The reversal of proximal and distal

There’s this shoulder lesson, the one that has proven to help people with injured shoulders who seemed to be beyond help, and has proven to help them in record time too. Hands-on, you could say, miracle healing. The kind of lesson that makes people travel for half a day – for a one hour session.

I was teaching a verbal-instructions-only version of the shoulder lesson, in standing, in a One-On-One via Skype, when suddenly the generality of the strategy became apparent to me.

Usually we move our arms, and stabilise our torsos, and this lesson works because we stabilise the arm, and move the torso instead. It’s a bit like ordering food instead of going to the restaurant. While the result seems to be the same – we get food into our stomachs – it’s a very different experience. Especially if you ordered-in during the entirety of the past six months and find yourself in a wonderful restaurant for the first time since the first lockdown.

But even without the anticipation, even if your shoulders are just fine, these kind of movements can make you feel better. They might be worth trying just for the learning experience, the deeper understanding of connections and inner workings.

I’ve seen clearly how the „reversal of proximal and distal”, or whatever you want to call it, can be applied to the hip joints, and how we could include or exclude everything above the pelvis.

I’m trying to get a feeling of how it might be applied to every joint, coming from every side, and to include and exclude any number of joints. What does work, what doesn’t? What does make sense, what doesn’t? What does have meaning, what has not?

The things we take

„After a few months in my parents’ basement, I took an apartment near the state university, where I discovered both crystal methamphetamine and conceptual art. Either one of these things is dangerous, but in combination they have the potential to destroy entire civilizations. The moment I took my first burning snootful, I understood that this was the drug for me. Speed eliminates all doubt. Am I smart enough? Will people like me? Do I really look all right in this plastic jumpsuit? These are questions for insecure potheads. A speed enthusiast knows that everything he says or does is brilliant.” – from David Sedaris, „Me Talk Pretty One Day”

Coffee, the psychoactive drug and neurotoxin, will hardly be called for what it is, by anyone: a drug. Even though coffee has its dangers, it’s cheap, widely accepted, and purchasable by just about anyone who is willing to drink it.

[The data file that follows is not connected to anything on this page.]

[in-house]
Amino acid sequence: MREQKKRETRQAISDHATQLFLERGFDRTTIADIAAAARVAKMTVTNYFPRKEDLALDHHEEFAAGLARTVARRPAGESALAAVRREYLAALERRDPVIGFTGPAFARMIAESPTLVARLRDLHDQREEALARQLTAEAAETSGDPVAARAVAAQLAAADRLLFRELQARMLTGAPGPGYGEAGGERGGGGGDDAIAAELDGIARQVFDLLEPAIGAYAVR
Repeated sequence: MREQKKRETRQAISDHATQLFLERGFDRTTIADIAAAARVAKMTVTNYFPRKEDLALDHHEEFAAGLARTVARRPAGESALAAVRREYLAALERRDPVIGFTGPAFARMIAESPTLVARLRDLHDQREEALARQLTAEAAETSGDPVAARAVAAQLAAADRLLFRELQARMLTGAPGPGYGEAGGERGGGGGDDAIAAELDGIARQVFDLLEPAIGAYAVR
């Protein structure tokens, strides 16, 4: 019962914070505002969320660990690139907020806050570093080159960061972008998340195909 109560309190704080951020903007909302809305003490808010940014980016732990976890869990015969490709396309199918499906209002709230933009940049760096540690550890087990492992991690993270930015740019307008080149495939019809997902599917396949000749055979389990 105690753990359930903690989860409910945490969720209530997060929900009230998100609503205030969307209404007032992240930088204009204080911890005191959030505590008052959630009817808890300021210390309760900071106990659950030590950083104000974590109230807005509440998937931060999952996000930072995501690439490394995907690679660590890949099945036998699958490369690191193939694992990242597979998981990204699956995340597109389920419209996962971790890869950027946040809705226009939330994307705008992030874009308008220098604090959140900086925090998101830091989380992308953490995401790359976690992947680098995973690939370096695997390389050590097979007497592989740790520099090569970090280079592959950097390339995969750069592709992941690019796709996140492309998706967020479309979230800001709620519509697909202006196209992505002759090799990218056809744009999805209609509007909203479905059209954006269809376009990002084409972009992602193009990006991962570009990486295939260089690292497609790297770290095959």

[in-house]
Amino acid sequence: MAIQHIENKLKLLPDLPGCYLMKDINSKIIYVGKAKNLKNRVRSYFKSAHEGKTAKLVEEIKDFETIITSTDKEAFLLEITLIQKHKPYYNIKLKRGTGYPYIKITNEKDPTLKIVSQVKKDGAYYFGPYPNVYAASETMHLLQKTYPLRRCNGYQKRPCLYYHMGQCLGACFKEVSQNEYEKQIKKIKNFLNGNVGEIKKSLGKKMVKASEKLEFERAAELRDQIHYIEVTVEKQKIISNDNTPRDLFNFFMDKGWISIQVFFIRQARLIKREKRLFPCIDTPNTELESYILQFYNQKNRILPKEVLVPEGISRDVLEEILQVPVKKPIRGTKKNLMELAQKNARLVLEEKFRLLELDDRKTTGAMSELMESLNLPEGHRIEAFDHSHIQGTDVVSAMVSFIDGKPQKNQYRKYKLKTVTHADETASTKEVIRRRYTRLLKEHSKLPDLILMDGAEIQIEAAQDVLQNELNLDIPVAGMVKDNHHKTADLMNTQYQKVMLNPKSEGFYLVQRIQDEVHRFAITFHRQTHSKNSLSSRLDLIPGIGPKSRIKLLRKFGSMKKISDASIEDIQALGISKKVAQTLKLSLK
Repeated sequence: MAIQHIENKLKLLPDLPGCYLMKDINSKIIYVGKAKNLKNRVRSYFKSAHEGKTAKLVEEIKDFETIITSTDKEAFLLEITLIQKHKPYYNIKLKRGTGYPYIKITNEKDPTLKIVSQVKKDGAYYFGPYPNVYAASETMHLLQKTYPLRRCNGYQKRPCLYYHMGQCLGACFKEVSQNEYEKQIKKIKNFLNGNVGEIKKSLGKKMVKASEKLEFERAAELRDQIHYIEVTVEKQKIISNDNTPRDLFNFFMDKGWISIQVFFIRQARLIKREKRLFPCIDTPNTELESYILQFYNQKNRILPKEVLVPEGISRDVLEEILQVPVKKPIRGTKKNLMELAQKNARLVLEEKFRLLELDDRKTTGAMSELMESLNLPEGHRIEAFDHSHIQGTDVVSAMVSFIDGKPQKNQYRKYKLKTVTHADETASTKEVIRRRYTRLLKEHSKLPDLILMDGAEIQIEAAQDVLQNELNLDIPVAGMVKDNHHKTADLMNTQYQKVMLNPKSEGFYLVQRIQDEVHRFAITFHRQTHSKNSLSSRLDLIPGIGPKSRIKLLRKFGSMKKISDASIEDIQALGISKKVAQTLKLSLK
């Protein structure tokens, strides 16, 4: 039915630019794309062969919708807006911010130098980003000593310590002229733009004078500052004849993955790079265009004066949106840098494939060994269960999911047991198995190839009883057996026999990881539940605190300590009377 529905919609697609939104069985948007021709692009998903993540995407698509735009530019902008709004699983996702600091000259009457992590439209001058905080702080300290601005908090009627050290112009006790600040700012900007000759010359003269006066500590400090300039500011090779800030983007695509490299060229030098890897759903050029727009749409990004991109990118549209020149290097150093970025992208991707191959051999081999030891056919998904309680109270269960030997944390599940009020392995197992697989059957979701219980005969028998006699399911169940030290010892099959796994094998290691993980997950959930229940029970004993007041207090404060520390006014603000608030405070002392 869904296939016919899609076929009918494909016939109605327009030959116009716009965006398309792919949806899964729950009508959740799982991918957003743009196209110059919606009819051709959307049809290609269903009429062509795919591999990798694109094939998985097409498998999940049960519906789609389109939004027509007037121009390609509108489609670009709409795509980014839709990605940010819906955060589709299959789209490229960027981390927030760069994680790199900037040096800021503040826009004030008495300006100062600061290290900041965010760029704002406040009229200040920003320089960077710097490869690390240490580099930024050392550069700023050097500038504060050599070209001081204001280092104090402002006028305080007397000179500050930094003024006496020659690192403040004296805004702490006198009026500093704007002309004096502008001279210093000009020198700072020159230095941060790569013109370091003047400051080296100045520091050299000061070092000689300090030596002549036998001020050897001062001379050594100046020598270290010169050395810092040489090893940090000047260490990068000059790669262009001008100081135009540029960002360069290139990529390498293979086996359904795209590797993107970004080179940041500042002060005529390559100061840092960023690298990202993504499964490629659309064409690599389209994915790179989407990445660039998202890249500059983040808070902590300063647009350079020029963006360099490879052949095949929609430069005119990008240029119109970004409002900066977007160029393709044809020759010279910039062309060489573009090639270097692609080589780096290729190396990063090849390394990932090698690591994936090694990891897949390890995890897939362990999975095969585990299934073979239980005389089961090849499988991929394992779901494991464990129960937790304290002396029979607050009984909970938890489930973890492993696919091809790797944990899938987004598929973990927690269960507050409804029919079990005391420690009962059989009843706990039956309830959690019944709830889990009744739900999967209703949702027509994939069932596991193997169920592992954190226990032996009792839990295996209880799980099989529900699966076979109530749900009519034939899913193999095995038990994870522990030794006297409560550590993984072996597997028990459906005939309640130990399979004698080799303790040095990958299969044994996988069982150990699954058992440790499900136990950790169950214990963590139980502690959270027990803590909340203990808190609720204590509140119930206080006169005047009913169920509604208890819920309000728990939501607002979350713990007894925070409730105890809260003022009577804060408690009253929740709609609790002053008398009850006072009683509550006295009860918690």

Contrariwise, my favourite drug is not even a drug, it’s a sports supplement. And contrary to coffee, hardly anyone talks about it. You have probably never heard anyone say „I’m taking Creatine Monohydrate.” If you have ever heard anyone talk about it, they’d probably said something along the lines of „Quite some time ago [decades] I’ve tried it [for a short period of time] but didn’t feel anything. It’s just not for me.”

And yet, Creatine Monohydrate is the single best-selling workout supplement of all time. It has more published human studies than any other supplement in history. It costs around USD 20 per pound (half kilogram). If you take a standard dose of 3–5 grams per day, it will last you around three to four months. It is the most popular nutritional supplement in the United States with approximate annual sales of USD 400 million.

And yet, you have probably not heard of anyone bragging about that scoop of Creapure they had with breakfast yesterday.

I understand that people have different reasons for taking the things they take.  We have surprisingly specific, emotional profiles for purchasing, usage, usage effects, and long term consequences. For some people alcohol is the perfect match, for some it’s weed, for some it’s fat, for some it’s sugar, for some it’s cocaine, for others it’s pain killers.

I’m a low risk person who doesn’t like to waste money, easily worries, and is concerned about his health. Creatine Monohydrate fits me like a glove.

Quality Creatine Monohydrate is very stable and almost tasteless. It does not work as a stimulant, and it does neither heighten nor numb my senses. Judging from my feeling alone I wouldn’t know that I have taken any. It just sits there, somewhat chemically transformed, in my skeletal muscle tissue, silently, waiting patiently, doing nothing.